Calif. baby, teen mom among 6 fatally shot in suspected drug cartel attack
"The level of violence … this was not your run-of-the-mill, low-end gang member," Sheriff Mike Boudreaux said
By Harriet Ryan, Paige St. John and Jessica Garrison
Los Angeles Times
LOS ANGELES — Six people, including a 6-month old baby, her teenage mother and an elderly woman, were killed Monday in a Central Valley farming community in what the local sheriff said was likely a targeted attack by a drug cartel.
The massacre occurred around 3:30 a.m. in and around a residence in the Tulare County town of Goshen near Visalia. Authorities said they were searching for two suspects and that the killings may have been related to a search warrant carried out last week at one of the homes that resulted in one arrest and the seizure of guns, marijuana and methamphetamine.
“I think it’s specifically connected to the cartel,” Tulare County Sheriff Mike Boudreaux told The Times without specifying a particular criminal organization. “The level of violence … this was not your run-of-the-mill, low-end gang member.”
Authorities did not release the names or ages of all victims, but said it appeared some were family members.
Several were shot in the head, including the baby, Boudreaux said. A sheriff’s deputy responding to reports of wild gunfire found the infant cradled in the arms of her 17-year-old mother in a ditch outside the homes. Both had gunshot wounds to the head.
The third victim, an elderly woman discovered in a bed in one residence, also was shot in the head.
“It appeared she was shot in her sleep,” Boudreaux said.
Three men were also killed. One was alive when deputies arrived; he was given CPR and taken to the hospital, where he died from his injuries.
It was unclear whether the man arrested last week during the search by a gang and narcotics unit of the sheriff’s department was one of the victims, Boudreaux said. DNA testing will be required to identify at least one of the men because of damage done to his face by the gun or guns used, the sheriff said.
Two women survived the attack by hiding in a trailer on the property. Boudreaux said they told investigators that people on the property saw intruders approaching on surveillance cameras.
“They could see two men sneaking onto the property … but by the time they came on (the video feed), it was too late to do anything,” he said.
The door of the home had been kicked or pushed in and one man shot in the doorway. It appeared the teenage mother was trying to run away with her child when killed, Boudreaux said.
Investigators did not release the names or descriptions of the suspects.
The “manner and swiftness” of the attacks suggested experienced killers, Boudreaux said.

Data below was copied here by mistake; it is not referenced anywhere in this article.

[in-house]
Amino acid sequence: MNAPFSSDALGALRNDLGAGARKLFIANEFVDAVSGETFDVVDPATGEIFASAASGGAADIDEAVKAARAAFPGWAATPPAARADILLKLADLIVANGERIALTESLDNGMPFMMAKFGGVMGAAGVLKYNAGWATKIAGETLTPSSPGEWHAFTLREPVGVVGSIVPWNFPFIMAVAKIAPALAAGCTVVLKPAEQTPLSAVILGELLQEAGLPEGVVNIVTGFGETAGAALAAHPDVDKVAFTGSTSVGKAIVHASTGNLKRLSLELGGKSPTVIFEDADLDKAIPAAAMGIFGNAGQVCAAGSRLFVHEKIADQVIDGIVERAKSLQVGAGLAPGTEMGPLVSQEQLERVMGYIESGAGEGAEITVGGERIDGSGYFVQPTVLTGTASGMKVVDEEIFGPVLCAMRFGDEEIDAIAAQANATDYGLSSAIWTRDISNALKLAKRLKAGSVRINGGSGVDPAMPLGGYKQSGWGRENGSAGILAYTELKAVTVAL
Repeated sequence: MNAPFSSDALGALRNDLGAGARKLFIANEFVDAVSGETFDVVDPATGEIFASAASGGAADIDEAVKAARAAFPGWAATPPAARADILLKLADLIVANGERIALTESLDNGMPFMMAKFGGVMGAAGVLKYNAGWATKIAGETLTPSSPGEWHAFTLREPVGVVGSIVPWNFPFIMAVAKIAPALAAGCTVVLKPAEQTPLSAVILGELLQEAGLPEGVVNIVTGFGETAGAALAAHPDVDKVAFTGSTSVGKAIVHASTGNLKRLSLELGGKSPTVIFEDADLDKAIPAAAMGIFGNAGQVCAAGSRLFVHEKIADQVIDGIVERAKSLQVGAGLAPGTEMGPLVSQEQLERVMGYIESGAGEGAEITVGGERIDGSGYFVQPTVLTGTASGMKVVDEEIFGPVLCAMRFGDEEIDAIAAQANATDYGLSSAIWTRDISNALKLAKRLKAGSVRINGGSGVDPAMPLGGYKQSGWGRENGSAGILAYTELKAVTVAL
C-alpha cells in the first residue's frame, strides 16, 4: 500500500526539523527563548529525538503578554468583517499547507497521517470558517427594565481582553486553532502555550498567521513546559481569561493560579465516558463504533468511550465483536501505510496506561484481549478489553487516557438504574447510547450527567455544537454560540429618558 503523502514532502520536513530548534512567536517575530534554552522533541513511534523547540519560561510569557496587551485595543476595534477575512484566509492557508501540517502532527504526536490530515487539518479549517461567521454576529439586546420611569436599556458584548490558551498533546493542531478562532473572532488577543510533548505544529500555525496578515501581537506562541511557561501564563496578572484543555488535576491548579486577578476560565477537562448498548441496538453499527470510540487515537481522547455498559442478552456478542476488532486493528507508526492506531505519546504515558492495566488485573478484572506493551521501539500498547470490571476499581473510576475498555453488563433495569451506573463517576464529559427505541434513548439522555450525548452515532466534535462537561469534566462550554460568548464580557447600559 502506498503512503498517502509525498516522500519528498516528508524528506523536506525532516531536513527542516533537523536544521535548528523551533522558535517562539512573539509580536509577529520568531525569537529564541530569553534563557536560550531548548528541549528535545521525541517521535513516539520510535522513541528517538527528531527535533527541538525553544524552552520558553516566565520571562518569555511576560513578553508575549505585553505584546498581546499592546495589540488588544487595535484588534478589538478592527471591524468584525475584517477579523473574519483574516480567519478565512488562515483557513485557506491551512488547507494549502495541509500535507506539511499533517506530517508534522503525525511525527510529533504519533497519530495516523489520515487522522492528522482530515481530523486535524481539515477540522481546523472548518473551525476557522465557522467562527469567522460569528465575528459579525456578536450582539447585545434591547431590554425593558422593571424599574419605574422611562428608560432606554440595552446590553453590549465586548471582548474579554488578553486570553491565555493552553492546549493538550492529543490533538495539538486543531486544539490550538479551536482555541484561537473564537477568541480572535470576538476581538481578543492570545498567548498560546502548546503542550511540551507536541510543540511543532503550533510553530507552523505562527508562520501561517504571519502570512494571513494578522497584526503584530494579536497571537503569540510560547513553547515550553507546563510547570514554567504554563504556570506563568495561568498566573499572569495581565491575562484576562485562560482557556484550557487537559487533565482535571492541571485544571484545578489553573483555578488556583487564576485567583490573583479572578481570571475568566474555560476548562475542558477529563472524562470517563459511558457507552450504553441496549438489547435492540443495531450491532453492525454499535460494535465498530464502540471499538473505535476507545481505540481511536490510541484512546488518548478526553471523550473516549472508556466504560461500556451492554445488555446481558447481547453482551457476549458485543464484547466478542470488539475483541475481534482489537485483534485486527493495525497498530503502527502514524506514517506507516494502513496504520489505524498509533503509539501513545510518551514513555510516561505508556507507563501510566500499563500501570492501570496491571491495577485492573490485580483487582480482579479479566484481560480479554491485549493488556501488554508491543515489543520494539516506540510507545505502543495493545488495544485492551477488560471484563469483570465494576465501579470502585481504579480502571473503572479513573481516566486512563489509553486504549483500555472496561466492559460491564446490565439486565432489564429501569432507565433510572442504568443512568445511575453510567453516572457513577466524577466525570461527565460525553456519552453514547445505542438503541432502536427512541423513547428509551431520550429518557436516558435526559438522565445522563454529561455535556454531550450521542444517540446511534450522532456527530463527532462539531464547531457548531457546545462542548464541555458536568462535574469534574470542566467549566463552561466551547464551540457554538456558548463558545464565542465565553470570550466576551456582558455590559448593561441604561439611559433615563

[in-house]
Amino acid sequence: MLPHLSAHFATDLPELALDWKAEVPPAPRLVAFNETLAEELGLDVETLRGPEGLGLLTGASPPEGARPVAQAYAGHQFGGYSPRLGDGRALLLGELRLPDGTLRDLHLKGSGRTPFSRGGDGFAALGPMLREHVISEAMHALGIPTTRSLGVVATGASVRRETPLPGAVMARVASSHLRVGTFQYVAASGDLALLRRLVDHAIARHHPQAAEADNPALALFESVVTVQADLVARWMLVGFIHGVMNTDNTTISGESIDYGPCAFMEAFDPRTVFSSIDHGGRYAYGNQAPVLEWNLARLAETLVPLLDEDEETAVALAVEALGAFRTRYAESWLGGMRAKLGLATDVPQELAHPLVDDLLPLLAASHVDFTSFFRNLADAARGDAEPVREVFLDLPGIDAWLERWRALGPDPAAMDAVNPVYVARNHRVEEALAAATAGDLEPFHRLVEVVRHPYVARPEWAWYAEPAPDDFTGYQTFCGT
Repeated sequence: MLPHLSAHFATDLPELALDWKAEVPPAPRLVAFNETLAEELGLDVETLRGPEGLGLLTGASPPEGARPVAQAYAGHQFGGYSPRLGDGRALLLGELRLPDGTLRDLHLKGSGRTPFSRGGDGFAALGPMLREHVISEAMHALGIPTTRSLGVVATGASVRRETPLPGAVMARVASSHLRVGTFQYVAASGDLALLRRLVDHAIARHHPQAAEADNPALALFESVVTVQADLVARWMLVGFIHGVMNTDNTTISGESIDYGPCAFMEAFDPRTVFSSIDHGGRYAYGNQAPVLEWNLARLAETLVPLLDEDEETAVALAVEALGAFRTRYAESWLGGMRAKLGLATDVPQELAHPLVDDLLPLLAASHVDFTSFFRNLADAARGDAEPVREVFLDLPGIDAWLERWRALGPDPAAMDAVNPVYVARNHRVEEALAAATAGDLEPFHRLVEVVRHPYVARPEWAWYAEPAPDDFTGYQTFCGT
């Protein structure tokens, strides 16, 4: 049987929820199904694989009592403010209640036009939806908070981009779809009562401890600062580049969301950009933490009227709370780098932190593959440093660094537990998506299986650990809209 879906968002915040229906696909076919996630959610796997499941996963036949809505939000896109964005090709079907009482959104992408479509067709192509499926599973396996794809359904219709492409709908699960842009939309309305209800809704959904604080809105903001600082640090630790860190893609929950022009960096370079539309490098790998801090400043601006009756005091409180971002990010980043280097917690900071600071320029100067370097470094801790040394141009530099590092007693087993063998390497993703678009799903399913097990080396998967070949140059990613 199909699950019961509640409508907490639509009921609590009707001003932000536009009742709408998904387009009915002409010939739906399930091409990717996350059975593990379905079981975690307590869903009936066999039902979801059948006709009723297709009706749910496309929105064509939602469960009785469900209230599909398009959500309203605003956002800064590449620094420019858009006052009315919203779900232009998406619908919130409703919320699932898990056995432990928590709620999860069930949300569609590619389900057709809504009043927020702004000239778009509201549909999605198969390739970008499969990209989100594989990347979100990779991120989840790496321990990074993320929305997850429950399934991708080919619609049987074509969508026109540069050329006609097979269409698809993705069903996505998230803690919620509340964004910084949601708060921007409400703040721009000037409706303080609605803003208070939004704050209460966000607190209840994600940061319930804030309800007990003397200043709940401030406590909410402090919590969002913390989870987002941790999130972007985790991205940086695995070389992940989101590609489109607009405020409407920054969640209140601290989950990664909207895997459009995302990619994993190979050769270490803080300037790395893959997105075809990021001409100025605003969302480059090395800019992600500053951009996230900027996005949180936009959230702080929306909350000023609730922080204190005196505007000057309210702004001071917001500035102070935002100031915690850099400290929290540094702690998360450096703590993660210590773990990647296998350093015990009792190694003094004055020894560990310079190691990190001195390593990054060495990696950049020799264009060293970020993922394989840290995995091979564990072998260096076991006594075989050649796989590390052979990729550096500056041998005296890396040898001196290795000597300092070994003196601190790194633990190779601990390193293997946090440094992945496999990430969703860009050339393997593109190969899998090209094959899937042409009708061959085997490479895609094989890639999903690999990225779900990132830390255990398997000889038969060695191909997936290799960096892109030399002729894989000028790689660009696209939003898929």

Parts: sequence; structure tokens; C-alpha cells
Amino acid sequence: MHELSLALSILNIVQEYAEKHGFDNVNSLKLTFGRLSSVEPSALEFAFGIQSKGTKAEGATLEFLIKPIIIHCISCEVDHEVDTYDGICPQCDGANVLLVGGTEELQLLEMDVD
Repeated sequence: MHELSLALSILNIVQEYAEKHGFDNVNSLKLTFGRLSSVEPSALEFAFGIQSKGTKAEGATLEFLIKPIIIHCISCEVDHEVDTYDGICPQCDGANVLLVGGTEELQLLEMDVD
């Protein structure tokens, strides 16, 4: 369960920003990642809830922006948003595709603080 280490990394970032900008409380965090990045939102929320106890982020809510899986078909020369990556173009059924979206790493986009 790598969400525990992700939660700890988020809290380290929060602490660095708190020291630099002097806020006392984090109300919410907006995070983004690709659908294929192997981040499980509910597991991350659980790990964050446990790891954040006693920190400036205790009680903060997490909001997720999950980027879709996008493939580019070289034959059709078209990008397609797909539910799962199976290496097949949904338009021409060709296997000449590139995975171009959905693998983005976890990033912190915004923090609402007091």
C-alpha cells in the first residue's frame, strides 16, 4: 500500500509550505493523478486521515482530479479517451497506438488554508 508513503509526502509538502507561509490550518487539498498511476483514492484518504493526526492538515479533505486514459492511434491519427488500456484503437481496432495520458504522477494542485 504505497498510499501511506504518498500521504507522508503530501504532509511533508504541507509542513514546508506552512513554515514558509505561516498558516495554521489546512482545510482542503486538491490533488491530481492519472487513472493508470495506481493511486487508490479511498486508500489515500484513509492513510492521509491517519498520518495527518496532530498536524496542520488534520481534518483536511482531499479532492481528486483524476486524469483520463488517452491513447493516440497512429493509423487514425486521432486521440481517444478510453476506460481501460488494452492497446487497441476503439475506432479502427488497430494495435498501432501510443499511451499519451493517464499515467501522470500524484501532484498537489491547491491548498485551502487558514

“If (they) are specifically shooting everyone in the head, they know what they are doing ... (and) they are comfortable with what they are doing,” the sheriff said.
The first indication that something was wrong on the property on Harvest Road just east of Highway 99 came about 3:38 a.m.
A woman who said she was in a trailer next to the main residence reported that “a male Larry shot her boyfriend,” according to a recording of Sheriff’s Department dispatch.
“She believes somebody may be inside the house,” a dispatcher told responding deputies. “She’s scared.”
Additional 911 calls were coming in from neighbors “across the street advising they’re hearing gunshots,” the dispatcher said.
Deputies arrived and began assessing the carnage.
“How many total ambulances do you need out there?” the dispatcher asked.
“Four,” a deputy said. Later, he told her they had found more victims and needed a fifth and sixth ambulance.
The last one, he said, “It’ll be (for) a child.”
The slayings stunned the quiet community of Goshen, a mostly Latino community of about 5,000.
One man, who asked not to be identified because he was fearful of retribution, said he was awakened by a volley of gunfire. That gave way to “on and off shots” and the sound of a car speeding away, he said.
After learning from the news that six people had been killed, some apparently as they tried to escape, he concluded that those final sporadic gun blasts were the killers “chasing people.”
“Basically hunting,” the man said.
County Supervisor Eddie Valero, who represents the town, called the deaths “everyone’s worst nightmare.”
“These senseless acts of violence, especially with infants, children and young adults, have no place in our communities,” Valero said in a statement.
For a small agricultural area of less than half a million people, Tulare County has long played an outsize role in the transnational business of moving drugs from Mexico to markets around the United States.
Bisected by the 99 Freeway, with a sparse law enforcement presence, acres of wide-open land and a heavily mobile population of farmworkers, the area has served as a smugglers paradise since at least the 1970s.
In more recent decades, the area has been home to the production of meth and the cultivation of marijuana, both legal and illegal.
Some of the most prominent — and most violent — figures of Mexico’s recent drug wars have ties to Tulare, including Jose Maria Guizar Valencia, a former leader of the brutal Zetas cartel, who was born there.